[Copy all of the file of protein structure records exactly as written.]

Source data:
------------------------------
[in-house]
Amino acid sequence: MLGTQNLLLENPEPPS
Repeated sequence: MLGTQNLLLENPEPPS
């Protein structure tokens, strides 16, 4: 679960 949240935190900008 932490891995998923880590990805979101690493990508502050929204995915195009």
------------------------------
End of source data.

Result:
[in-house]
Amino acid sequence: MLGTQNLLLENPEPPS
Repeated sequence: MLGTQNLLLENPEPPS
């Protein structure tokens, strides 16, 4: 679960 949240935190900008 932490891995998923880590990805979101690493990508502050929204995915195009």